Sprites vs 3D models cost

So I have this huge ground mesh and I wanted to make it more interesting by adding some grass spots over it. I initially used a 3D model - I loaded the model and created around 1000 instances, and spread them around the perimeter. I then realised that maybe using grass sprites will not only do the same job but will be cheaper too. I loaded the sprites but for some reason, my total frame increased by ~5ms. I
know that I have a “limit” of 16ms for optimal performance so it just seemed strange that using sprites turned up so expensive. I checked the example PG(https://www.babylonjs-playground.com/#9RI8CG#0) on the sprites how-to-page of babylon.js and surprisingly the scene has 2000 loaded trees and everything runs in ~2ms. So I must be doing something wrong, but I have no idea what. My sprites are 64x64 and the source image is only 12KB (I dont know if that even matters but I reckoned I should mention it).

Hey @Djani_Daud, do you have a playground that we can look at to help trouble shoot?

I do not have a playground but here is a link to the scene:

Here is a screenshot (in case it turns out that I am the only one who experiences the performance drop)

I will try to replicate it in a playground and I will share the link ASAP.

Can you see the same performance drop here where 2000 sprites are in use ? https://playground.babylonjs.com/#9RI8CG#0

Also in your case instances might be a bit faster and even use a smaller buffer if the geometry is really small :slight_smile:

The scene you have sent me runs in ~1.2ms. That is what surprises me the most. I am starting to believe that the problem comes from the source image that I am using.

So I tried using another texture… nothing changed. I also created a playground and filled it with 2000 sprites of my texture and the performance was great - around ~2ms. So this means that something is wrong in the scene that I am working on.
Now the question is, am I the only one who experiences the performance drop, because if that is the case, then I would continue using sprites. Here is the link to my scene PolyKingdom.

I get about 27-30fps. Turning off sprites in the inspector results in 60fps. There is definitely an error or issue somewhere, as you have a relatively low amount of sprites.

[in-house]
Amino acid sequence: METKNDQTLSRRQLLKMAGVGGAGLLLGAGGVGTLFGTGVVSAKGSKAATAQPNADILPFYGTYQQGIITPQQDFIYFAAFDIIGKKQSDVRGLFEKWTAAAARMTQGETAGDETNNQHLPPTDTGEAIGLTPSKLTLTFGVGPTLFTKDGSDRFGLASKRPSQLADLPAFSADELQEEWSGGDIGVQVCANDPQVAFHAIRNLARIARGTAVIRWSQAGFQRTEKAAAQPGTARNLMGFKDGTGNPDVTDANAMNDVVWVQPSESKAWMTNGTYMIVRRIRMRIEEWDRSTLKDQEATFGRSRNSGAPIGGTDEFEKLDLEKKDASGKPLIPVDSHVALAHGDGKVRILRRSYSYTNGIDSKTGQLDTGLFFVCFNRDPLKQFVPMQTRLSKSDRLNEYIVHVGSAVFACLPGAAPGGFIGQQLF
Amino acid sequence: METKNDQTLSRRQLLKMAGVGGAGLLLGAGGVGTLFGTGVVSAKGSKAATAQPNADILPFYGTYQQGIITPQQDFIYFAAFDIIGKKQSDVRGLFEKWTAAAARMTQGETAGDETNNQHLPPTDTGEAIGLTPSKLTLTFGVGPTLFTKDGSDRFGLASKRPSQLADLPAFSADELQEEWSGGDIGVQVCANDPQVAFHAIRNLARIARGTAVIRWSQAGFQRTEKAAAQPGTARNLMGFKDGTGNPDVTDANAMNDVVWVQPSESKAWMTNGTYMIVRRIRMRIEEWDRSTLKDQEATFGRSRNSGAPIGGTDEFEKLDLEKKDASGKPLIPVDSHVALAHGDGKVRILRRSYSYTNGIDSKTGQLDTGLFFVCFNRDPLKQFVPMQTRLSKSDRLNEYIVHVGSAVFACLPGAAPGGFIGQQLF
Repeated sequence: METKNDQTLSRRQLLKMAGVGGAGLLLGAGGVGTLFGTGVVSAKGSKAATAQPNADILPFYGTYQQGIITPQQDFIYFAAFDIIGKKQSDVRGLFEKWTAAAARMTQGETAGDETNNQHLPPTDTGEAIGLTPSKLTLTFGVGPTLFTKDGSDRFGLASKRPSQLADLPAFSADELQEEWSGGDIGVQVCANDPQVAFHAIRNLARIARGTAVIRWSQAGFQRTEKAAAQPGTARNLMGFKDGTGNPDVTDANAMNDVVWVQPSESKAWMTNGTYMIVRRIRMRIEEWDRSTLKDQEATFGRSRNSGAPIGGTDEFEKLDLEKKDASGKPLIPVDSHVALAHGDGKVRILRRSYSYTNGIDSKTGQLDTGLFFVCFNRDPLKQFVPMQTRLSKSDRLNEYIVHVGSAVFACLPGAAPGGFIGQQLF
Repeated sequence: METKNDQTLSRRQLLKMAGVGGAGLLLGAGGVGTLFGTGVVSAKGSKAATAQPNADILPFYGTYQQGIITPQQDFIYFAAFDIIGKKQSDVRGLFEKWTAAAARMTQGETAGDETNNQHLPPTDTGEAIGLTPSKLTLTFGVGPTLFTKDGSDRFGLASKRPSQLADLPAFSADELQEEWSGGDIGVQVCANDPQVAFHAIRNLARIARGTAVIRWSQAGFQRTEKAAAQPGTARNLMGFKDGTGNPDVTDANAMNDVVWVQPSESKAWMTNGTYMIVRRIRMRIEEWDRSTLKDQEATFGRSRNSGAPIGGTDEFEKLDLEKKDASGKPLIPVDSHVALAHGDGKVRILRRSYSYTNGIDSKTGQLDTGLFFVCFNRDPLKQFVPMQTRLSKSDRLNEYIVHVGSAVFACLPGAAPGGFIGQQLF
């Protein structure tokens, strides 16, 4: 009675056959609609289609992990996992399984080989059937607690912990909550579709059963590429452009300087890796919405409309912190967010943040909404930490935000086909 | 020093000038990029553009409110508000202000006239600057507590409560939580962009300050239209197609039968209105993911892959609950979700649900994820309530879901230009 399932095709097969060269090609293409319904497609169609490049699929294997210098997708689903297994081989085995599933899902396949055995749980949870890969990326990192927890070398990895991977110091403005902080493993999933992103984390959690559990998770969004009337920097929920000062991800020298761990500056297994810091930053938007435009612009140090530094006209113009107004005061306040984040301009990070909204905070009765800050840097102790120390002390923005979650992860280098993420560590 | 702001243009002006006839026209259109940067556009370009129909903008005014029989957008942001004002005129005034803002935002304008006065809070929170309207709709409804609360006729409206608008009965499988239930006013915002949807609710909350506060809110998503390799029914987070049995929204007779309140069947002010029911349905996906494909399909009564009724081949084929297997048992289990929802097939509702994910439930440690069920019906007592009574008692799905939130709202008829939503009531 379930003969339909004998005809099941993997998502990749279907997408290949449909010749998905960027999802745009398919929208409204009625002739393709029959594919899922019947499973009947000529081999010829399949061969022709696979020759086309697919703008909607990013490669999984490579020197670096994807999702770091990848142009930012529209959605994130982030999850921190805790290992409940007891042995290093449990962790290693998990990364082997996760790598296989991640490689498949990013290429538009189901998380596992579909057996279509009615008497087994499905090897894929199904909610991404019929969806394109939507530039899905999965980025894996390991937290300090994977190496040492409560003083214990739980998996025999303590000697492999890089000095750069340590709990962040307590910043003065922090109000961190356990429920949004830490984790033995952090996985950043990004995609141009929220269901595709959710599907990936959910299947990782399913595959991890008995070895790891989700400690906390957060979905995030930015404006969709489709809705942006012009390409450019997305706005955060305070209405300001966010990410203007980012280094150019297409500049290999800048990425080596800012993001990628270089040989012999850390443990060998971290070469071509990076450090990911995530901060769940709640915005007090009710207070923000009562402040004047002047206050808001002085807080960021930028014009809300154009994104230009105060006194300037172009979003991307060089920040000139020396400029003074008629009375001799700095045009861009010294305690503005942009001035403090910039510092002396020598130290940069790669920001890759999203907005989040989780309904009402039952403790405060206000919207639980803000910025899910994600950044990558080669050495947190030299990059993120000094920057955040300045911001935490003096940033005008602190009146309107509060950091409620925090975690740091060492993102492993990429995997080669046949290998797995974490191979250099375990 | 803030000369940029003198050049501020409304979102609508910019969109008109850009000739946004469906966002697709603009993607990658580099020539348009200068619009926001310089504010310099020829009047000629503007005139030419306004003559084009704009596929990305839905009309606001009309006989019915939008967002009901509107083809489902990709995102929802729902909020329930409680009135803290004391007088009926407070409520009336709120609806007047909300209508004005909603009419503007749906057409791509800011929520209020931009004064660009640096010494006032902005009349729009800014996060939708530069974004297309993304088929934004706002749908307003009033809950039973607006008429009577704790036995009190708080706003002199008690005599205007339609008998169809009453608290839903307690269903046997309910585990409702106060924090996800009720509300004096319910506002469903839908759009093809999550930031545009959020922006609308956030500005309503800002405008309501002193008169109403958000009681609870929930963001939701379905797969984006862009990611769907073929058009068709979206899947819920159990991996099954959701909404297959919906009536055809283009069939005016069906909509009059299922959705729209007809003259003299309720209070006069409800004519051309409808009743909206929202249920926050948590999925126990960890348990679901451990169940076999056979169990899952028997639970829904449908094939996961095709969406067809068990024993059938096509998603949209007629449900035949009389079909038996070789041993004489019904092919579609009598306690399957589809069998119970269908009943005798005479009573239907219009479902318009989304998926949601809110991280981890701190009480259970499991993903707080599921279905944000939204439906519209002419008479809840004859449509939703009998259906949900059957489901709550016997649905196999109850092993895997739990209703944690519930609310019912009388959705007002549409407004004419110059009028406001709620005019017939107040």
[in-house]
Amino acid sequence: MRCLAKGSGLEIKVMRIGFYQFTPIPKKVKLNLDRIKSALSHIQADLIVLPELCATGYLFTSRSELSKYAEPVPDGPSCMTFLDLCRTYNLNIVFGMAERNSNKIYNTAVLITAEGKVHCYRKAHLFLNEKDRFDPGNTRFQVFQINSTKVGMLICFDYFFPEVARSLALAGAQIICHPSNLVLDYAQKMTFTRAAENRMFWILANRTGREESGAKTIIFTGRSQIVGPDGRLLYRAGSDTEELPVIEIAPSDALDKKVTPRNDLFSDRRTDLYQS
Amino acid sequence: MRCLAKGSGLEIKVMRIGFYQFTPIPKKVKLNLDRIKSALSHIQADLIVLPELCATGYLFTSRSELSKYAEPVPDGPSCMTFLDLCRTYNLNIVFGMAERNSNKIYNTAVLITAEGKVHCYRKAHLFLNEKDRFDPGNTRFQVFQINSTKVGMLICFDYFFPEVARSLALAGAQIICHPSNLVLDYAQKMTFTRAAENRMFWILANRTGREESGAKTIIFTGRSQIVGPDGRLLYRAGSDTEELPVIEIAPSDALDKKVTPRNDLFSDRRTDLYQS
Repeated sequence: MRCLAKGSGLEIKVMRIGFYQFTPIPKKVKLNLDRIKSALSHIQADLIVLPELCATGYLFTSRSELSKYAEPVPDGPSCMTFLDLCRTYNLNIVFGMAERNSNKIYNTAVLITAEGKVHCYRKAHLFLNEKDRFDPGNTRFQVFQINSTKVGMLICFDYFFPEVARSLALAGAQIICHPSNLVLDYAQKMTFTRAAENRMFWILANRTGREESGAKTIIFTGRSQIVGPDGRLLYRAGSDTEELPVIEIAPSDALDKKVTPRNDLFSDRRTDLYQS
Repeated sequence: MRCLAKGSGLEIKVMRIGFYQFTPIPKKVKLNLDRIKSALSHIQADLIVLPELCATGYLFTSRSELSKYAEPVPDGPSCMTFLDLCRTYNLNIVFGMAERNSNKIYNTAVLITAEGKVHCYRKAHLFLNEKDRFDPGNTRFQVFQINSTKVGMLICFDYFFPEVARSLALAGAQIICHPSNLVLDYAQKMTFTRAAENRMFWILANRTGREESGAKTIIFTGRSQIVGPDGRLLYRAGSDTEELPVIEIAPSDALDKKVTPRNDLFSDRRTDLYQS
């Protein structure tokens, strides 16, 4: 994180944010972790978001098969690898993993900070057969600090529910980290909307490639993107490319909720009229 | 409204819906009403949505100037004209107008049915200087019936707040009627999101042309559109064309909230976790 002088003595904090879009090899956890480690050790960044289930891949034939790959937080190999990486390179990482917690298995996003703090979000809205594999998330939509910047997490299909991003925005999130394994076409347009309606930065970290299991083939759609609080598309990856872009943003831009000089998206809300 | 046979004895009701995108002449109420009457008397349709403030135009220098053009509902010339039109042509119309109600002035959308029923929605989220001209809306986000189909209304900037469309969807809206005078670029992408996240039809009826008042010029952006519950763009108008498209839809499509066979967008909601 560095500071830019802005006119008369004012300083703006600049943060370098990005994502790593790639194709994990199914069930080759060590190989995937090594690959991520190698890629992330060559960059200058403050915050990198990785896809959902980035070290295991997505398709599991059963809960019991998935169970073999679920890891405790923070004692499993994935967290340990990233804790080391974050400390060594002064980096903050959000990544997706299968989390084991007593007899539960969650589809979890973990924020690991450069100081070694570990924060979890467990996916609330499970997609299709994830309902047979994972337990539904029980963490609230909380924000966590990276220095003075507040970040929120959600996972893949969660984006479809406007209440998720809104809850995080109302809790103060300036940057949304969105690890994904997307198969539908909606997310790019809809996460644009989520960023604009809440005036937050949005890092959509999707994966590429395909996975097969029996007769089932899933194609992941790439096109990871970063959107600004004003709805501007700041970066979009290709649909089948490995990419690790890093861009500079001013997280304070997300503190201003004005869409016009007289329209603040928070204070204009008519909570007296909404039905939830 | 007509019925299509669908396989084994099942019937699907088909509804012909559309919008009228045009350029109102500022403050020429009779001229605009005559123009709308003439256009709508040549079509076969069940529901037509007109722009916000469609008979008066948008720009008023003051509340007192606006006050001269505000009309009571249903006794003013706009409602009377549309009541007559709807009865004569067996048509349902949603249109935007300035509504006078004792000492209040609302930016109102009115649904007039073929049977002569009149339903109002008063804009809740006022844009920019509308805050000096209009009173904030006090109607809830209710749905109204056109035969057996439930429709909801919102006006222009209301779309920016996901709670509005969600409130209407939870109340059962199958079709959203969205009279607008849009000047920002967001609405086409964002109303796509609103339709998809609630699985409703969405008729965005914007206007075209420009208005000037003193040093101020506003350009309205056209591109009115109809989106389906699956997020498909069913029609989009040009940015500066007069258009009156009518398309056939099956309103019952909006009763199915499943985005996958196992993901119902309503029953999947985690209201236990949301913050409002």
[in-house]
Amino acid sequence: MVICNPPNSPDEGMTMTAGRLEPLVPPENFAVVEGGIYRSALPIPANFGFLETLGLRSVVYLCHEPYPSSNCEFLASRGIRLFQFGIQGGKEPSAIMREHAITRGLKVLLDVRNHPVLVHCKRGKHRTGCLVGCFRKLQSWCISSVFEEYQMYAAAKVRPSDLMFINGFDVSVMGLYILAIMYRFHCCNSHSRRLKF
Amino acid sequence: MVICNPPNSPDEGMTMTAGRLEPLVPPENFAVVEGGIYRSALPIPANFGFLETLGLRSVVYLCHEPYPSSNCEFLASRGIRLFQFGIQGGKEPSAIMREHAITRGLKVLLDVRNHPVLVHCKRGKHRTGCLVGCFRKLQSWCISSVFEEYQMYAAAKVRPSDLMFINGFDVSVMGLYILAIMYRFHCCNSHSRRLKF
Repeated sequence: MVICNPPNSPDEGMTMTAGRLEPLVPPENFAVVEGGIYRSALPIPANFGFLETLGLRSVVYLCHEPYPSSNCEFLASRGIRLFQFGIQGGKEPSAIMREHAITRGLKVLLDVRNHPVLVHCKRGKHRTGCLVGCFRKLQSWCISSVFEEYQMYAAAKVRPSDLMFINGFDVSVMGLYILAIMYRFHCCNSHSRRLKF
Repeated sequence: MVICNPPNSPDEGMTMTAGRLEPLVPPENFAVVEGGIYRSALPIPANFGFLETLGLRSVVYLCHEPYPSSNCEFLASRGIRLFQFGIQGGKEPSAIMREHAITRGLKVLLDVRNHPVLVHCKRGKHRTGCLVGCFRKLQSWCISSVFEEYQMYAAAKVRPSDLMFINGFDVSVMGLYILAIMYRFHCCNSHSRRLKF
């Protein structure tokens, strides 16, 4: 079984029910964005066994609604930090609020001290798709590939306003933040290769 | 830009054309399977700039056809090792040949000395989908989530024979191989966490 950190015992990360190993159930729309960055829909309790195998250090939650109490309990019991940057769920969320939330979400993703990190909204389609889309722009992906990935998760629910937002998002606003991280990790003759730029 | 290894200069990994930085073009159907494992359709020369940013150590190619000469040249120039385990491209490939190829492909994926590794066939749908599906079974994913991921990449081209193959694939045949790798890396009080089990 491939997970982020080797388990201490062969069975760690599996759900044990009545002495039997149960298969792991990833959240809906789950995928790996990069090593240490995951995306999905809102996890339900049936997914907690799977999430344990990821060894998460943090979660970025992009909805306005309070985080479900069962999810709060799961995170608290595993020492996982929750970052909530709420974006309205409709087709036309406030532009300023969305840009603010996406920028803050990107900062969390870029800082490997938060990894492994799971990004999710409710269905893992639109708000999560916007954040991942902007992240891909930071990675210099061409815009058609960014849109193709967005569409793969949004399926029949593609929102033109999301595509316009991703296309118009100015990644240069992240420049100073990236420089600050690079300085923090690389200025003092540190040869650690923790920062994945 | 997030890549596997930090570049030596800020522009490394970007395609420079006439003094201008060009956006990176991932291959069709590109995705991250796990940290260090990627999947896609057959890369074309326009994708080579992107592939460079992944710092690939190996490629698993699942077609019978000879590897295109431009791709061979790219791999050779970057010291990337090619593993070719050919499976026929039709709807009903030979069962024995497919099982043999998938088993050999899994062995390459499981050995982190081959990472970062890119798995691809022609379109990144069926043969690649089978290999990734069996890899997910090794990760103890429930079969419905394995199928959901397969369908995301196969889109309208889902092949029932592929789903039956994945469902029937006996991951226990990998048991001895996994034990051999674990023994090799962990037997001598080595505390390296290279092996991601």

I had a project(now gone). With 30.000 objects like trees, rocks and vegetation very densely populated.
I used a worker to determine the distance from the player to the objects. If the objects were farther away than some threshold, I used sprites, otherwise I used instances. And that project could handle thousands of sprites and hundreds of instances at a smooth 60fps. Have you tried replacing your sprite with the tree one from BabylonJS?

The thing is that the Babylon sprites are user-friendly and let you do a number of things (like setting the visibility on a per-frame basis for each sprite) that leads to reconstructing the vertex buffer each frame: in your PG, most of the time is spent in the Sprite.render function because of that.

Optimizing sprite rendering has already been discussed in this thread SpriteManager WebGL transparency draw issues and improves and a PR has been alluded to but never created.

So I found the reason why the scene is so expensive:
When I was building the scene, I wanted to give the field a bit more variety so I randomized the width and height of each grass sprite. I commented that part of the code and the scene now runs in ~1ms instead of ~6ms! I do not know if this is a bug, or what causes this behaviour but maybe someone should take a look at it.
I recreated the bug in a PG:

Note that:
To recreate the bug I used: https://www.babylonjs-playground.com/#9RI8CG#0 . The scene runs in ~1ms (as expected).

I then added the 3 lines of code that randomize each sprite’s size and the scene started running in ~4ms.

However, when I commented out the 3 lines of code, the scene was still running in ~4ms even though I was not changing the sprite size. I find this to be extremely strange :smiley:

If you change the sprite size manually, it also doesn’t appear to cause any slowdown. Perhaps all of them being a different size is the problem, as all the individual instances might require some different computation that isn’t needed when all use the same scaling factor? Or perhaps some optimization can be applied when they’re identical that doesn’t work when they aren’t?

I only took a brief look, so I don’t know for sure :stuck_out_tongue:

Lose the .toFixed(2) in you random number generator and you will see a difference.

By the way you could use BABYLON.Scalar.RandomRange(0.4, 1)

Note: adding toFixed(2) to this also slows things down. Numbers are faster than strings.